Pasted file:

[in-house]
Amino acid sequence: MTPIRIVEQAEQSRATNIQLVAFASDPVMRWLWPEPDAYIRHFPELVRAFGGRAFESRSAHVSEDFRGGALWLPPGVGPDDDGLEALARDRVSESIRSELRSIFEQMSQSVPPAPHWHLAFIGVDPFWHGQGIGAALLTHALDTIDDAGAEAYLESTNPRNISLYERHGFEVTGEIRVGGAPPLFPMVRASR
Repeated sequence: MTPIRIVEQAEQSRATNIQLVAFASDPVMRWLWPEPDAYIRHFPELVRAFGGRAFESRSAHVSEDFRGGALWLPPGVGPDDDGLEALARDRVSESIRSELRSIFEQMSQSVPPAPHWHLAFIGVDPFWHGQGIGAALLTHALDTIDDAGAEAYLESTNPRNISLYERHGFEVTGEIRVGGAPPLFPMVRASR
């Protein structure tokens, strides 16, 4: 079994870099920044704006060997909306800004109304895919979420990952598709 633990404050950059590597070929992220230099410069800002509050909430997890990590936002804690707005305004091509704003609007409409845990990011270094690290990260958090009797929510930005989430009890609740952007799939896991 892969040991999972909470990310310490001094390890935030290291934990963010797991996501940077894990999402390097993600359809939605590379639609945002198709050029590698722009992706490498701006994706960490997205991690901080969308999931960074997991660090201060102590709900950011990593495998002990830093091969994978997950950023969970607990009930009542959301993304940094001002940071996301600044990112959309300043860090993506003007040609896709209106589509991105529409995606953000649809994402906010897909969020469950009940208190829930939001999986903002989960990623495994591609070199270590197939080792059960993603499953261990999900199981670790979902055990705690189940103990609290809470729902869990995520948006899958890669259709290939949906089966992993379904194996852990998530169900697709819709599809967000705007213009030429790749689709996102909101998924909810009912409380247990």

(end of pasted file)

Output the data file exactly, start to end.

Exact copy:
[in-house]
Amino acid sequence: MTPIRIVEQAEQSRATNIQLVAFASDPVMRWLWPEPDAYIRHFPELVRAFGGRAFESRSAHVSEDFRGGALWLPPGVGPDDDGLEALARDRVSESIRSELRSIFEQMSQSVPPAPHWHLAFIGVDPFWHGQGIGAALLTHALDTIDDAGAEAYLESTNPRNISLYERHGFEVTGEIRVGGAPPLFPMVRASR
Repeated sequence: MTPIRIVEQAEQSRATNIQLVAFASDPVMRWLWPEPDAYIRHFPELVRAFGGRAFESRSAHVSEDFRGGALWLPPGVGPDDDGLEALARDRVSESIRSELRSIFEQMSQSVPPAPHWHLAFIGVDPFWHGQGIGAALLTHALDTIDDAGAEAYLESTNPRNISLYERHGFEVTGEIRVGGAPPLFPMVRASR
């Protein structure tokens, strides 16, 4: 079994870099920044704006060997909306800004109304895919979420990952598709 633990404050950059590597070929992220230099410069800002509050909430997890990590936002804690707005305004091509704003609007409409845990990011270094690290990260958090009797929510930005989430009890609740952007799939896991 892969040991999972909470990310310490001094390890935030290291934990963010797991996501940077894990999402390097993600359809939605590379639609945002198709050029590698722009992706490498701006994706960490997205991690901080969308999931960074997991660090201060102590709900950011990593495998002990830093091969994978997950950023969970607990009930009542959301993304940094001002940071996301600044990112959309300043860090993506003007040609896709209106589509991105529409995606953000649809994402906010897909969020469950009940208190829930939001999986903002989960990623495994591609070199270590197939080792059960993603499953261990999900199981670790979902055990705690189940103990609290809470729902869990995520948006899958890669259709290939949906089966992993379904194996852990998530169900697709819709599809967000705007213009030429790749689709996102909101998924909810009912409380247990």